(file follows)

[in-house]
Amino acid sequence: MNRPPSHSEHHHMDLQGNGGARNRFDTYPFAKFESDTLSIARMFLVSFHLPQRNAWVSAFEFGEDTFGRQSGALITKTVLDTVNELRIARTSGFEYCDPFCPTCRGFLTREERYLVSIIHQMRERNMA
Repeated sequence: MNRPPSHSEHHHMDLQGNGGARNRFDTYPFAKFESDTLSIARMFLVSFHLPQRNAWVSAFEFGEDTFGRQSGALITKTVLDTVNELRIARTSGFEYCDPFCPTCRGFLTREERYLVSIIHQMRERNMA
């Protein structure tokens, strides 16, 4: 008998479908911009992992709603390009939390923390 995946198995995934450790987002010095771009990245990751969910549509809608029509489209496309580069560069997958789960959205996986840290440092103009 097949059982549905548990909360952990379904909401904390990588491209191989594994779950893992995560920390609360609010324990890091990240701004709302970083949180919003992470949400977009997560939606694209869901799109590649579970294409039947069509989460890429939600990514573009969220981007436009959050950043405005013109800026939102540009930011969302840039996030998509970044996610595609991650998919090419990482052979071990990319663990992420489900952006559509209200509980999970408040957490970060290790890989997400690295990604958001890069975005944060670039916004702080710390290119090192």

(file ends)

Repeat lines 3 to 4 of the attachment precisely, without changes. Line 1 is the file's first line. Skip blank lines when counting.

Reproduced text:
Repeated sequence: MNRPPSHSEHHHMDLQGNGGARNRFDTYPFAKFESDTLSIARMFLVSFHLPQRNAWVSAFEFGEDTFGRQSGALITKTVLDTVNELRIARTSGFEYCDPFCPTCRGFLTREERYLVSIIHQMRERNMA
């Protein structure tokens, strides 16, 4: 008998479908911009992992709603390009939390923390 995946198995995934450790987002010095771009990245990751969910549509809608029509489209496309580069560069997958789960959205996986840290440092103009 097949059982549905548990909360952990379904909401904390990588491209191989594994779950893992995560920390609360609010324990890091990240701004709302970083949180919003992470949400977009997560939606694209869901799109590649579970294409039947069509989460890429939600990514573009969220981007436009959050950043405005013109800026939102540009930011969302840039996030998509970044996610595609991650998919090419990482052979071990990319663990992420489900952006559509209200509980999970408040957490970060290790890989997400690295990604958001890069975005944060670039916004702080710390290119090192």